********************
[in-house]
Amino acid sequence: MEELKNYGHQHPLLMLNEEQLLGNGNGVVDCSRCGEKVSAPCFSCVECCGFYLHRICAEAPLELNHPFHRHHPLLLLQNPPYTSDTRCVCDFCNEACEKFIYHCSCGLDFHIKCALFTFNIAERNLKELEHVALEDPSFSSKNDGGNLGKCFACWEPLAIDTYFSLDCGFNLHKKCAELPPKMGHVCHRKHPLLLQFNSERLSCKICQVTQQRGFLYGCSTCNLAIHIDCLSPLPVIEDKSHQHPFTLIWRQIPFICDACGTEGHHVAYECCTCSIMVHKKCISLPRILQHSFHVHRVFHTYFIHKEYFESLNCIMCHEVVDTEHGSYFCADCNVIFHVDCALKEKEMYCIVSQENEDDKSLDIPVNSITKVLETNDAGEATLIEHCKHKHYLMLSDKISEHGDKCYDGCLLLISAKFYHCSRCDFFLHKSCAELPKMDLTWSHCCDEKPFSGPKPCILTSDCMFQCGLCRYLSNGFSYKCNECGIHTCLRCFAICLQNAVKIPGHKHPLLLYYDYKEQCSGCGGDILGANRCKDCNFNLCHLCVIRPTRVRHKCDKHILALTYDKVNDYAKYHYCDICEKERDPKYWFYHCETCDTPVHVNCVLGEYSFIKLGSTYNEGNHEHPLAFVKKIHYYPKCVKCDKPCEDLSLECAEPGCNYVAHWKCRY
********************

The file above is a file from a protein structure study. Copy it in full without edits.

[in-house]
Amino acid sequence: MEELKNYGHQHPLLMLNEEQLLGNGNGVVDCSRCGEKVSAPCFSCVECCGFYLHRICAEAPLELNHPFHRHHPLLLLQNPPYTSDTRCVCDFCNEACEKFIYHCSCGLDFHIKCALFTFNIAERNLKELEHVALEDPSFSSKNDGGNLGKCFACWEPLAIDTYFSLDCGFNLHKKCAELPPKMGHVCHRKHPLLLQFNSERLSCKICQVTQQRGFLYGCSTCNLAIHIDCLSPLPVIEDKSHQHPFTLIWRQIPFICDACGTEGHHVAYECCTCSIMVHKKCISLPRILQHSFHVHRVFHTYFIHKEYFESLNCIMCHEVVDTEHGSYFCADCNVIFHVDCALKEKEMYCIVSQENEDDKSLDIPVNSITKVLETNDAGEATLIEHCKHKHYLMLSDKISEHGDKCYDGCLLLISAKFYHCSRCDFFLHKSCAELPKMDLTWSHCCDEKPFSGPKPCILTSDCMFQCGLCRYLSNGFSYKCNECGIHTCLRCFAICLQNAVKIPGHKHPLLLYYDYKEQCSGCGGDILGANRCKDCNFNLCHLCVIRPTRVRHKCDKHILALTYDKVNDYAKYHYCDICEKERDPKYWFYHCETCDTPVHVNCVLGEYSFIKLGSTYNEGNHEHPLAFVKKIHYYPKCVKCDKPCEDLSLECAEPGCNYVAHWKCRY